Don’t Waste Your Wisdom

From the beginning of time man has been trying to make sense of himself and his world. He has been seeking understanding. But as time marches on, man isn’t getting the understanding he seeks, he isn’t happier, and he hasn’t been able to conquer his own nature. What’s wrong? With all the great minds that have gone before us, with all the lessons of history left for us to examine, it’s hard to imagine why we aren’t further along than we are. Why are we asking the same questions in our search for meaning, the Greeks were asking 2600 years ago? Don’t we have enough information available by now to find the answers?

We live in a world where we are inundated with information, on a daily basis, more information than we can possibly process. We are suffering from information overload. There are so many unwanted messages bombarding us, that quite often, the ones we need get lost in the noise. The average person can now communicate faster, with more people—without thinking—than ever before.

So what are we doing with all this information? Is it really doing us any good? Are we living happier lives? Are we experiencing fewer problems? Are our decisions better? Are we any wiser? History tells us that we haven’t learned much in spite of all we know. The situation changes, but the problems remain the same.

The answer is that we need wisdom more than we need information or knowledge.

Information is data that’s been collected and organized. It is a reference tool. Something we turn to when trying to create something else. A glut of information can be counter-productive. While it adds to our knowledge, it can be a block to our wisdom. We can be so busy trying to process more and more information, that we don’t have the time for the quiet contemplation that is essential for the development of wisdom. Without contemplation, we lose our perspective; we don’t know where we are going……we just go!

Knowledge is information that we have digested and understand. Knowledge can deceive us into thinking we are wise. Knowledge alone is not wisdom. For example, have you ever known someone who is incredibly smart, maybe they get straight A’s in school, or maybe they have several degrees, and yet their life is a complete mess? What’s wrong? These people aren’t dumb. They don’t seem to lack the necessary information to be a success in life. Yet for them, life is one struggle, one upset, after another. Sadly, they lack wisdom. For the successful conduct of life mere knowledge is not enough.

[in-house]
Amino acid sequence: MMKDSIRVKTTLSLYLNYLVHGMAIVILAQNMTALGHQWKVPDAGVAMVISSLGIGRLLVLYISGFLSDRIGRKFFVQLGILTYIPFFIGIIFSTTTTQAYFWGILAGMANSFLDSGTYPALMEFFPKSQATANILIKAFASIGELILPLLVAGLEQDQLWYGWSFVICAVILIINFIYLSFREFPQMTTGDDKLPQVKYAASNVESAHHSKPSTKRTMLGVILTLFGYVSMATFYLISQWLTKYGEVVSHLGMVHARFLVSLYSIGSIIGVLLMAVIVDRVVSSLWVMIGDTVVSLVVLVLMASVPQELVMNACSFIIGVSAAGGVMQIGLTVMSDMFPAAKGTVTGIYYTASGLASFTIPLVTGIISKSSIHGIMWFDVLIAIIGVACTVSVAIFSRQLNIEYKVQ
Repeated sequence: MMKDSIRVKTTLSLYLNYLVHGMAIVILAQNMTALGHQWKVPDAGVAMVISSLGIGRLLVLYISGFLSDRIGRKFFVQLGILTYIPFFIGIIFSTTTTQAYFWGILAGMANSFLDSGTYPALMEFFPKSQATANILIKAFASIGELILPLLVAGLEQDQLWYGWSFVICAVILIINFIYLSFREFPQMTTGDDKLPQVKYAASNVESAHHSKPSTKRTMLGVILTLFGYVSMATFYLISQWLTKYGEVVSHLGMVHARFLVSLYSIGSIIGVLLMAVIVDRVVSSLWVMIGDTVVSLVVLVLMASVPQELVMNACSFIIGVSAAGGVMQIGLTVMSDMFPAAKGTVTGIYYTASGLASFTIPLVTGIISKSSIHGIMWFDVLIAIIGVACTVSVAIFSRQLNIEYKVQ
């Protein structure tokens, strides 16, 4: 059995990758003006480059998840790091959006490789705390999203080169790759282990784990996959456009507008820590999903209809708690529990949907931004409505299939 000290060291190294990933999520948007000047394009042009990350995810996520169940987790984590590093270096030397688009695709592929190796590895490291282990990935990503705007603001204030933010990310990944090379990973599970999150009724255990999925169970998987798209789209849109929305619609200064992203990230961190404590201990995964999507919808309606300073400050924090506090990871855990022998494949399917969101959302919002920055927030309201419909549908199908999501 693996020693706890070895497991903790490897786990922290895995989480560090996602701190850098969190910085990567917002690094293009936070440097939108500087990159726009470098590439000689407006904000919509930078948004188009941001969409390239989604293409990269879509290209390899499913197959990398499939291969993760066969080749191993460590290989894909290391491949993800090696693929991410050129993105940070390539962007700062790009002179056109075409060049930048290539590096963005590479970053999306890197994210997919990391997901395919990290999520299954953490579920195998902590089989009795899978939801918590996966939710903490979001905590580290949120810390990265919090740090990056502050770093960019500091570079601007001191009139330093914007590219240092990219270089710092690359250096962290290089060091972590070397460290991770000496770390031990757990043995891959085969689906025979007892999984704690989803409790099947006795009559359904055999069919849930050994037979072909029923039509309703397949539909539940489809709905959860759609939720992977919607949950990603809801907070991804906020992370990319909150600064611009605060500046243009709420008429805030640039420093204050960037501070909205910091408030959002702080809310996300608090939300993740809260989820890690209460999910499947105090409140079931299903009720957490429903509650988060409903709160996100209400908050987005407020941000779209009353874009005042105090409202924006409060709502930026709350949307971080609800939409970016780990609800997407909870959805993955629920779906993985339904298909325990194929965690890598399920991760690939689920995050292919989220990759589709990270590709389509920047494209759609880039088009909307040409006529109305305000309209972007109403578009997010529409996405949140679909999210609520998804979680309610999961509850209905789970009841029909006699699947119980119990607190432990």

Neither information nor knowledge is wisdom. There is a big difference. Wisdom is the proper use of knowledge. To be more precise, wisdom is knowledge that has been applied in a way that takes into account all its pertinent relationships and that is consistent with virtue. To have wisdom is to have a long term perspective; to see the big picture; to look beyond the immediate situation. Wisdom is practicing what you have learned rather than constantly seeking to learn new things (that you probably will never put into practice). Remember the phrase “All I needed to learn, I learned in kindergarten”? A man possesses wisdom and eloquence only in proportion as to the virtue that he actually practices.

You can talk all day long about being wise and virtuous, but if you don’t put that virtue into action, your wisdom is wasted. Ask yourself, what did I learn today about virtue? How can I transfer this lesson to my own life? How can I apply it? You then begin to live intelligently. To live with understanding. To live with meaning.

To live with wisdom.